Death Cab for Cutie Keeps the Future at Bay

Ben Gibbard reflects on age, fandom, and what inspired his band’s ninth album, Thank You For Today.

Who listens to Death Cab for Cutie?

In the Seattle band’s earliest days, the answer was clear. Following their 2003 breakthrough, Transatlanticism, the work of the quartet that consists of Ben Gibbard, Nick Harmer, Jason McGerr, and Chris Walla became a soundtrack for a generation of teenagers and young adults who found solace in the band’s wistful, lush odes to love and melancholic anthems of suburban malaise. Then came Plans, their 2005 platinum-selling album that saw the band leave their local label, Barsuk, to sign with industry heavyweight Atlantic.

By the time Death Cab reconvened to make 2008’s stunning Narrow Stairs, their fanbase had widely expanded. Admirers of the group’s early, low-fi sound now found themselves traveling to bigger venues to see the band, where they stood next to parents and pre-teens and waited to buy beer alongside teachers and bankers. A glossier production approach would stay with the group through their next two albums, the latter of which — 2015’s Kintsugi — would mark the band’s final work with Walla.

As a major contributor to Death Cab’s sound — Walla was a multi-instrumentalist, songwriter, and producer for the band — you might expect the group’s ninth studio album to reflect the loss of a core member, but Thank You for Today is not an album that identifies itself with absence. Instead, Gibbard sees it as a celebration of Death Cab’s two newest additions: guitarist Dave Depper and keyboardist Zac Rae.

“In writing and recording this record,” Gibbard says, “we framed it personally much less as a record without Chris but as a record with Dave and Zac. I think when you’re a creative person, and you’re trying to continue to make things that first and foremost excite and inspire you, and, hopefully, in the process, also excite and inspire other people, it can’t be looked at from a subtractive perspective.”

Gibbard’s analysis of his band’s approach is also a fitting lens through which to understand their fans. Over the years, Death Cab has pivoted from indie darling to commercial rock act, but their focus has never been to become a Coachella headliner or subvert their genre by working with unexpected collaborators. The reason they play bigger shows is simple: They have the fans to sell them out, having added new listeners with each record.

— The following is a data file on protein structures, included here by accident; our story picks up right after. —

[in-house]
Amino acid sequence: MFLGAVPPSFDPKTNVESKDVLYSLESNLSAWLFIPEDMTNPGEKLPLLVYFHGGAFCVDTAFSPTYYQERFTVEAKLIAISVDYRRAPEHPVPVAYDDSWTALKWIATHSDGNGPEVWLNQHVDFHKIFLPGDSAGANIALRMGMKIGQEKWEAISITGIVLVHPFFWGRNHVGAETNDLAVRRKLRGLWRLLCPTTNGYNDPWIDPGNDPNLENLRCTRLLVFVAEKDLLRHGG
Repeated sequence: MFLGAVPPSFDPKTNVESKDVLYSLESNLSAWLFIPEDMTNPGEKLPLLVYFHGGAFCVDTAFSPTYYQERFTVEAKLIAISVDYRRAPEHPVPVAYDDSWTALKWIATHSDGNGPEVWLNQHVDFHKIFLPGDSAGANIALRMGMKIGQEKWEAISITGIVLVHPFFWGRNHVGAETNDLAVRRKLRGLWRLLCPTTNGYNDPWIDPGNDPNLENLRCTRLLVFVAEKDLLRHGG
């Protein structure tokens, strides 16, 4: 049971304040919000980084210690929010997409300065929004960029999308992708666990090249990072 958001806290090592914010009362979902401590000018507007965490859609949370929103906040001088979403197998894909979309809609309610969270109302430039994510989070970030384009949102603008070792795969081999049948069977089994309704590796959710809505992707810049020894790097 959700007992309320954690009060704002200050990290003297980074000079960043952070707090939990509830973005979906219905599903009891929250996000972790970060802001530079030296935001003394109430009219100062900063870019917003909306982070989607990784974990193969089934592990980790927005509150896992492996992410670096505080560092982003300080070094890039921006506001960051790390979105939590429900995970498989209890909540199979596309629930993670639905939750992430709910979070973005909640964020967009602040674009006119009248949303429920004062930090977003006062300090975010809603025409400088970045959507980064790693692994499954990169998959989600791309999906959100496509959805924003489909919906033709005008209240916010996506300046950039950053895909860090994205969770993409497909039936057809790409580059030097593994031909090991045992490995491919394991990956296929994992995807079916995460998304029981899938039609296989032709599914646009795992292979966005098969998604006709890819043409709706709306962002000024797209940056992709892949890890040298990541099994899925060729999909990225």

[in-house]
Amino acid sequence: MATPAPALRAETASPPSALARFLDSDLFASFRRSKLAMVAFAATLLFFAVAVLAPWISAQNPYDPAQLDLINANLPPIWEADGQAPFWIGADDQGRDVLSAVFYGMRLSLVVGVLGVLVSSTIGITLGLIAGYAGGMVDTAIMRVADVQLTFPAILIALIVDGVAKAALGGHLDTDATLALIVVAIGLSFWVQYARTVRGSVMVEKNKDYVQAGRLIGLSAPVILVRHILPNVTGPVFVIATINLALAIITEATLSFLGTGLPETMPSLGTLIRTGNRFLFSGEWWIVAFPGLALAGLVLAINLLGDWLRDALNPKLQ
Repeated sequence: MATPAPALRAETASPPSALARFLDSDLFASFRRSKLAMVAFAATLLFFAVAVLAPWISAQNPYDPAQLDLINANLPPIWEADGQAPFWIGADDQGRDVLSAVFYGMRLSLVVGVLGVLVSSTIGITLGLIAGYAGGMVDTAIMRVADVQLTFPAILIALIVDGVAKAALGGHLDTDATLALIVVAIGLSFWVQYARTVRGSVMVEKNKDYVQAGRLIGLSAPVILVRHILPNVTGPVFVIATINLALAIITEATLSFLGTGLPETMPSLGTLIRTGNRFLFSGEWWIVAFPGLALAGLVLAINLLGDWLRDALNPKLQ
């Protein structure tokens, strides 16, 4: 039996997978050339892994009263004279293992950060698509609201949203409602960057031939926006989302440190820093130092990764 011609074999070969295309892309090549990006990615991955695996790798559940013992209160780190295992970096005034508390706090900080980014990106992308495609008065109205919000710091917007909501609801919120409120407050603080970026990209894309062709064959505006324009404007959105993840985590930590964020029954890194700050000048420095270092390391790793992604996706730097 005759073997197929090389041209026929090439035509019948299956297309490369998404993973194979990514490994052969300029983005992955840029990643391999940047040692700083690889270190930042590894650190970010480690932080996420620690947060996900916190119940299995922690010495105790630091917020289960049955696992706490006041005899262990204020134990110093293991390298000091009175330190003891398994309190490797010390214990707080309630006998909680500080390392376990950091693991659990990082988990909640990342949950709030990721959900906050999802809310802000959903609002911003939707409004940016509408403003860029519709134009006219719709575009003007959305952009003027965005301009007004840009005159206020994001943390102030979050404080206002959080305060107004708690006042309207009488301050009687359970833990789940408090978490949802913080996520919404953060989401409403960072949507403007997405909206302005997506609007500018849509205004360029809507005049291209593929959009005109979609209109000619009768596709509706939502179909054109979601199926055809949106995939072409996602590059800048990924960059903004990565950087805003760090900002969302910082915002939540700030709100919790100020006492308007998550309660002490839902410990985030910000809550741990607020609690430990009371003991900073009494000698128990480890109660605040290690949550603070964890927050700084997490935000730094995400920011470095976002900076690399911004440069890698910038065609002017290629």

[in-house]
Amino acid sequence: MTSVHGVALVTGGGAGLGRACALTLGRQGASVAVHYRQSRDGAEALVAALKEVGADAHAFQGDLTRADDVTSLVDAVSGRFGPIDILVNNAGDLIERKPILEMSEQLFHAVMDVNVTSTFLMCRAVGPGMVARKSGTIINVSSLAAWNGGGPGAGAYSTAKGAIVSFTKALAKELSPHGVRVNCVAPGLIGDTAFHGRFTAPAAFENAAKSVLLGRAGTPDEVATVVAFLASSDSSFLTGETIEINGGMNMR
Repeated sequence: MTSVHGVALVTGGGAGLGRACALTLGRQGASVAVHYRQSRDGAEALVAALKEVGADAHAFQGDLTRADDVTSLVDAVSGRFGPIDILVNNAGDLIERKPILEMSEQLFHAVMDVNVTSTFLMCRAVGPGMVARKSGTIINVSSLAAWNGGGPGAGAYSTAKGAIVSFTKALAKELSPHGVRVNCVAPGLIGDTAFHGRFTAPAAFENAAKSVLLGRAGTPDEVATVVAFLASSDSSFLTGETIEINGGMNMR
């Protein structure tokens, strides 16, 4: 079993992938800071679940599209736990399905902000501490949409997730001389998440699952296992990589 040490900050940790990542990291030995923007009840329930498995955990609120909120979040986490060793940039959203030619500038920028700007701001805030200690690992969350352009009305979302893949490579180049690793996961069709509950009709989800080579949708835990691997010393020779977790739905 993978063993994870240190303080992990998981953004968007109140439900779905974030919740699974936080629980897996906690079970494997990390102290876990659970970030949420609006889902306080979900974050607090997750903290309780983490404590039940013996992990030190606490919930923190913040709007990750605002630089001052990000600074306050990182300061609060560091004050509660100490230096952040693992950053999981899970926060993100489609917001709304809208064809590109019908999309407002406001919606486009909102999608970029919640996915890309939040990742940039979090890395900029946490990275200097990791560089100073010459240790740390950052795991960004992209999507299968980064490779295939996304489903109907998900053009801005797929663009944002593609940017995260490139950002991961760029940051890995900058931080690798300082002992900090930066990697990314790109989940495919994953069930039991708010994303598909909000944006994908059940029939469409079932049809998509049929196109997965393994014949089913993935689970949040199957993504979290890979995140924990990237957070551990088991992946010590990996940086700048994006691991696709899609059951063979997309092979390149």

Then there are the faithful, who have stuck with Death Cab for over two decades. They’ve gotten older in tandem with the band, whose frequent motifs of changing seasons, wry retrospection, and acute loss seem to gain renewed meaning as the years pass by.

At 42, Gibbard doesn’t feel that the milestones of age are a major factor in his lyrics — in part, because he’s not entirely sure he’s fully grown-up yet.

“When you hit what you hope will be the midpoint of your life, you hope it comes with a particular level of introspection,” he explains. “But turning 30 or 40 — these decade marks in your life — they’re really just an excuse to throw a party. I also don’t feel like what I thought 40 would feel like. I don’t, as of yet, have a family. I don’t have a commute. I don’t have a traditional job. I live in somewhat of a state of arrested development by being a rock musician.”

Of the 10 tracks on Thank You for Today, it’s album closer “60 & Punk” that ultimately offers Gibbard’s most poignant musings on what it means for a rockstar to grow old.

Addressed to an unspecified musician — Gibbard confirms it is based on one of his true-life idols but declines to name the artist — the song catalogues the pain of seeing someone you once viewed as a superhero reveal themselves as merely human thanks, in part, to alcoholism.

“I find ‘60 & Punk’ to be a very empathetic song,” Gibbard says. “I don’t see the song as an indictment as much as the humanization of this person. I’ve noticed the lack of reverence we have for our rock stars and celebrities today, and that’s probably for the best. As a kid, I was able to have a very monolithic view of the people that I admired, and, not to quote myself, in a sense they were kind of superheroes. They only saved women from burning buildings. There wasn’t any fallibility.”

If we’ve entered a new era of rockstar worship — one where Instagram photos of what a musician ate for breakfast comprise the new Rolling Stone interview — that’s fine with Gibbard.  He’s not concerned about which pedestals Death Cab might ultimately be placed upon, or who it is that’s listening to his words.

What matters is that they’re still listening.

“I am certainly more than thrilled that at 42, I’m still playing rock ’n’ roll music for a living,” Gibbard says. “Soft rock ’n’ roll, but rock ’n’ roll nonetheless.’ ”

Death Cab for Cutie, Thursday, Sept. 27, 7 p.m., at the Greek Theatre, 2001 Gayley Rd. $55; 510-548-3010 or thegreekberkeley.com

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